Kinsey survived the shot, and recounted what happened Monday when officers were called about a gunman threatening suicide. Kinsey’s patient, Rinaldo, escaped from a group home holding a toy car, but the person who called 911 said he was armed. In cellphone footage that captured the moments leading up to the shooting, Kinsey is laying on his back with his arms up, explaining to police that he was unarmed and helping his patient who was clearly holding a toy. At the same time, he tries to convince Rinaldo to get on his stomach.
Witnesses didn’t film the shooting itself, but Kinsey was struck in the leg. From his hospital bed, he told a local news station that officers patted him down, flipped him over, and handcuffed him right after the shot. It took 20 minutes for medics to arrive. And when Kinsey asked why he was shot, the officer responsible didn’t have a reason.
“And I’m saying, ‘Sir, why did you shoot me?’ and his words to me were, ‘I don’t know,’” Kinsey said.
Kinsey survived, but later said he was more concerned about his patient during the encounter. “I was really more worried about him than myself. I was thinking as long as I have my hands up … they’re not going to shoot me. This is what I’m thinking, they’re not going to shoot me. Wow, was I wrong,” he told reporters.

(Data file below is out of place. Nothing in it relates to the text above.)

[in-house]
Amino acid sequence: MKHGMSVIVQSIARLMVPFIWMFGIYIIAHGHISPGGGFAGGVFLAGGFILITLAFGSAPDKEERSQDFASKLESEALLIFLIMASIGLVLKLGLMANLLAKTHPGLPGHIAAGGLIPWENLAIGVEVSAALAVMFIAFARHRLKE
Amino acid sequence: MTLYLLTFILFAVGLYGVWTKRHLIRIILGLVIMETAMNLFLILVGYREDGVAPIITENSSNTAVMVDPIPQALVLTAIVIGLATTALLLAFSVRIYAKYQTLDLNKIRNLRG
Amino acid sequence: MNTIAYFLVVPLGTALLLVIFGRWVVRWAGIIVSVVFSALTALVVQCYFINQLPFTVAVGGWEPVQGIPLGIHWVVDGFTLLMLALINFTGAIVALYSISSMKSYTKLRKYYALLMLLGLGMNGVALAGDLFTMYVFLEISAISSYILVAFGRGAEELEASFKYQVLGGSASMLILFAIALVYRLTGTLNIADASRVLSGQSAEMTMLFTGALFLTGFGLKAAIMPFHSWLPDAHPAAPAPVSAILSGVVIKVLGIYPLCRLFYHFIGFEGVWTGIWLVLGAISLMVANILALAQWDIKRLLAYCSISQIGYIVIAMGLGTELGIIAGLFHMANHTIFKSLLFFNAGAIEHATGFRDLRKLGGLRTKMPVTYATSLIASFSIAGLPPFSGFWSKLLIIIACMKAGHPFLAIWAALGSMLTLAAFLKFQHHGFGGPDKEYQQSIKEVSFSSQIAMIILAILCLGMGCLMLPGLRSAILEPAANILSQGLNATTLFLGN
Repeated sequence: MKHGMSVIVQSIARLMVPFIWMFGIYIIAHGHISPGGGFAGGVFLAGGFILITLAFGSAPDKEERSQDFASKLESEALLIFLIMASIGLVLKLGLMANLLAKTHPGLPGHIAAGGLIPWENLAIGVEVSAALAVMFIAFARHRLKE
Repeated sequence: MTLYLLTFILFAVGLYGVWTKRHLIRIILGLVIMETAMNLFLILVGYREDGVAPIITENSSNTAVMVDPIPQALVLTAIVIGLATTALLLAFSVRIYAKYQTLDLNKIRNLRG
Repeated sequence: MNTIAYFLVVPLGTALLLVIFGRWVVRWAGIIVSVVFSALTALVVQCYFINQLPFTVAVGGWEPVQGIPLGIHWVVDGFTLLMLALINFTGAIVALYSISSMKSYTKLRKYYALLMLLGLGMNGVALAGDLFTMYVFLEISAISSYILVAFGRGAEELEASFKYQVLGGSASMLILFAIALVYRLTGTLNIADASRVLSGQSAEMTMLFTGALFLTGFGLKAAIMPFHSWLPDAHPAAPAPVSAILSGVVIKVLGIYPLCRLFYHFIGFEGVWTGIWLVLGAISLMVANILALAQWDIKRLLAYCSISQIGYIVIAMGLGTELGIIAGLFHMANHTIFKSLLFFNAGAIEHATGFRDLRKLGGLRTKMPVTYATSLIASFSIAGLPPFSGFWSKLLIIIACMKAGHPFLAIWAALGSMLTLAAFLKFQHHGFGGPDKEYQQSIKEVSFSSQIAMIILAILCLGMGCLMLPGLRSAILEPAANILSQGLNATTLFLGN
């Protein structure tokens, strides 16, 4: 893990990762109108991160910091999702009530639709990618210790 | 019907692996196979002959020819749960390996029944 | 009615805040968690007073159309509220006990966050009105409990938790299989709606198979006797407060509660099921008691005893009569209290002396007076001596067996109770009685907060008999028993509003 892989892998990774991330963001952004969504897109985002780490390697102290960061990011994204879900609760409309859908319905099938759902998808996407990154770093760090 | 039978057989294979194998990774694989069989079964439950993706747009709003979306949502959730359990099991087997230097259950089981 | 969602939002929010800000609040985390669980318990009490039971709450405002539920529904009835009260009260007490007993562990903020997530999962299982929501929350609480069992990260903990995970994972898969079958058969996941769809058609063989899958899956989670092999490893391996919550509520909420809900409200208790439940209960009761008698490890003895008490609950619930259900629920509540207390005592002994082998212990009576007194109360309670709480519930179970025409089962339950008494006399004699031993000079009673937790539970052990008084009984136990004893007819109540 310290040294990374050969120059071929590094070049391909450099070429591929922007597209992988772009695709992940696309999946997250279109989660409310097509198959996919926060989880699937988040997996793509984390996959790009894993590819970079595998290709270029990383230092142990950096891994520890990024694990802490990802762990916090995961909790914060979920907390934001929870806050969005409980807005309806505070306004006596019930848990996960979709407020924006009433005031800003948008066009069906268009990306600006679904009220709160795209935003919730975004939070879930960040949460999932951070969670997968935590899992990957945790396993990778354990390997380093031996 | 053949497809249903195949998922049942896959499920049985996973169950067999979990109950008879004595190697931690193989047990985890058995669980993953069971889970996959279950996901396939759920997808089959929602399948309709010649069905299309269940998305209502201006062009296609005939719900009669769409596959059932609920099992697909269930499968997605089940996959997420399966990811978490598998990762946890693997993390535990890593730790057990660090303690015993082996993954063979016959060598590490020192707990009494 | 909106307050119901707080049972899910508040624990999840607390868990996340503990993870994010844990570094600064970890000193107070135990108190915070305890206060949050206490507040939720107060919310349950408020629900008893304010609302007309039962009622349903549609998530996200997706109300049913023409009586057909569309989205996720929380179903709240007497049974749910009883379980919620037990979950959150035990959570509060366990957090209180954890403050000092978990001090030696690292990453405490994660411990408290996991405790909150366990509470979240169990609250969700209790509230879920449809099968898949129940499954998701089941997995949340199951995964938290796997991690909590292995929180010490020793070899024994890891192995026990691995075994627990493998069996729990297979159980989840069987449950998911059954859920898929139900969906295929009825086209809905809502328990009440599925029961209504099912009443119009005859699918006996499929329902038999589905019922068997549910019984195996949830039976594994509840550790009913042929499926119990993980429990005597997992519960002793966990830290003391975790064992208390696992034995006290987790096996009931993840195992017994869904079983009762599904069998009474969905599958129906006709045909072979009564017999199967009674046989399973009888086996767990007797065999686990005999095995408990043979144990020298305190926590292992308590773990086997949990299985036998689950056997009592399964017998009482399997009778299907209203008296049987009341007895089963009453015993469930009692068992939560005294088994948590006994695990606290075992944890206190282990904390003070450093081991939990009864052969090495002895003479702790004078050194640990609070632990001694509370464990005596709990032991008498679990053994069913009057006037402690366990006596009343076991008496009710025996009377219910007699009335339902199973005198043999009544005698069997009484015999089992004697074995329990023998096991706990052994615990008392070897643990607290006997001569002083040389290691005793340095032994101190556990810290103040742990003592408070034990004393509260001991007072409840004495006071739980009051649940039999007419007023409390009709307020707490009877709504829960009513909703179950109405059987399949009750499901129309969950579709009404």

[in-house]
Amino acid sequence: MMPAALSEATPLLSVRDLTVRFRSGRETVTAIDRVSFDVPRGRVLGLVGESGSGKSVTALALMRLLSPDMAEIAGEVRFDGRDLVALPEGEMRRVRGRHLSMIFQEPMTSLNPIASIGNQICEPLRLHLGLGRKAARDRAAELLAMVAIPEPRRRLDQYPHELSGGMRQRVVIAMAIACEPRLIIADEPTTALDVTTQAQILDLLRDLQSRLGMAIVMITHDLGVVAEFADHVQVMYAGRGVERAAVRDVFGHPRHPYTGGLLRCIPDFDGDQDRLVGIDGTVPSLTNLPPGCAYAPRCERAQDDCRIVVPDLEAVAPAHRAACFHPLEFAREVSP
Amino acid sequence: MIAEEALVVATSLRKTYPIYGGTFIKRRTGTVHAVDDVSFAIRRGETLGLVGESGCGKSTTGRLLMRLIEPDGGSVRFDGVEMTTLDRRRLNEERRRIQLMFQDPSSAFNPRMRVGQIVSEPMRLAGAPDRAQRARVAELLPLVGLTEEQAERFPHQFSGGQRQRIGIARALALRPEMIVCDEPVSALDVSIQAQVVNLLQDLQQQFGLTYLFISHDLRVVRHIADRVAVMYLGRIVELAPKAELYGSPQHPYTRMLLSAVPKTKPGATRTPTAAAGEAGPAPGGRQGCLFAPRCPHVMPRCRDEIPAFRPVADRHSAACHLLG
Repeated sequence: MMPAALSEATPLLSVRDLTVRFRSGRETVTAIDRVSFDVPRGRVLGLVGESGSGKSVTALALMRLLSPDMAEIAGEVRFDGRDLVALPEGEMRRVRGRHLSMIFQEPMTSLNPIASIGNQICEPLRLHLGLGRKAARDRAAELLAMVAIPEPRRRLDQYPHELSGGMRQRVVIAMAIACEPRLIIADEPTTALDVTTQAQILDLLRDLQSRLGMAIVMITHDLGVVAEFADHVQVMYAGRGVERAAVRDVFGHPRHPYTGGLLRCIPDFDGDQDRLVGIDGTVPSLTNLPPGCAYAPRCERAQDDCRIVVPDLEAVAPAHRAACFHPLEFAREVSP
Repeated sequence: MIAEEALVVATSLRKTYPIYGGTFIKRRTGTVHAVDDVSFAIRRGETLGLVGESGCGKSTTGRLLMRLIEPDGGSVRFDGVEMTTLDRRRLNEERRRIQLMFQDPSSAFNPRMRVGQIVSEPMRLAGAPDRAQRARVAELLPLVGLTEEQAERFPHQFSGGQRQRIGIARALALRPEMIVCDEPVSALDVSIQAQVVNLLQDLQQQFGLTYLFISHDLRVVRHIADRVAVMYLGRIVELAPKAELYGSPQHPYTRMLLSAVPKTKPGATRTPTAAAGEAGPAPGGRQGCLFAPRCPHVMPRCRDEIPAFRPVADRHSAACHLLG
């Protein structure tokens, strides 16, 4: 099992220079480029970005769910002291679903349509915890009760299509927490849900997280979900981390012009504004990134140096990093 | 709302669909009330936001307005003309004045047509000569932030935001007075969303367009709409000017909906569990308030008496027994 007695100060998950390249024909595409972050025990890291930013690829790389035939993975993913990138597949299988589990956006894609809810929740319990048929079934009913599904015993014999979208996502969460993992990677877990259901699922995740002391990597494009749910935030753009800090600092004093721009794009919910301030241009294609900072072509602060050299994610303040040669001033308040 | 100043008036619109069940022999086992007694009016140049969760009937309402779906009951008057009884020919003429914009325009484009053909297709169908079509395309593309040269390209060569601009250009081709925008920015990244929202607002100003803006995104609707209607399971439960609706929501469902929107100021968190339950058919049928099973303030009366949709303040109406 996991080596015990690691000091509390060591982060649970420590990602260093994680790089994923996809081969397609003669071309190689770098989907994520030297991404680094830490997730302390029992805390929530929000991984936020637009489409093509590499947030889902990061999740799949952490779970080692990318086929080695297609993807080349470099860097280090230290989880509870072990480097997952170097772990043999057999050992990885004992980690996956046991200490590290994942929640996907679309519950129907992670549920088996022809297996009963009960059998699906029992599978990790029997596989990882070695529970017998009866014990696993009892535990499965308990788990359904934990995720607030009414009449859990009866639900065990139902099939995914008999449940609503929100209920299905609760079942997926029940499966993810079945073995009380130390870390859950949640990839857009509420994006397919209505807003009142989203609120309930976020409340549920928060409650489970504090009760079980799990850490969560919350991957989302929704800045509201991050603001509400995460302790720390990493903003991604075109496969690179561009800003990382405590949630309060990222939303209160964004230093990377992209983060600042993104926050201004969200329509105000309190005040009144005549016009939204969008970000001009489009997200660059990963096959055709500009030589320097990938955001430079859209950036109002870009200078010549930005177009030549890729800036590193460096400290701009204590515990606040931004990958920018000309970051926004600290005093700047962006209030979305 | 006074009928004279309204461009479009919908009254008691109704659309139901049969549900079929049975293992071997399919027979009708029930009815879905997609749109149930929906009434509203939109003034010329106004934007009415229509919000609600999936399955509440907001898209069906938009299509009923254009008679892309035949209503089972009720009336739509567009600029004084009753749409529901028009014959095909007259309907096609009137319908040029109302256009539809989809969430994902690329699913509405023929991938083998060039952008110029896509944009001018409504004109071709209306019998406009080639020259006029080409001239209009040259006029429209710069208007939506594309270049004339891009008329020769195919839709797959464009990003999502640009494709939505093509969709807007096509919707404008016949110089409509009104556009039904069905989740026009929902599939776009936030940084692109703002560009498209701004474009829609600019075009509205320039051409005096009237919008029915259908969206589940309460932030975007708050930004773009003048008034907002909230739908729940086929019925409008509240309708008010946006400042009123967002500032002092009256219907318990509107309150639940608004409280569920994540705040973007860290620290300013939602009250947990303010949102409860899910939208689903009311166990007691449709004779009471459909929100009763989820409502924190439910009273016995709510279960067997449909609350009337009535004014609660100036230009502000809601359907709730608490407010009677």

About half of the people shot every year by police have a disability. Few police departments have specialized training for how to interact with people with “physical, cognitive, and developmental handicaps,” according to Rolling Without Limits, a blog dedicated to disability advocacy. In February, Maryland became the first state to mandate a disability sensitivity training program.
Author: Carimah Townes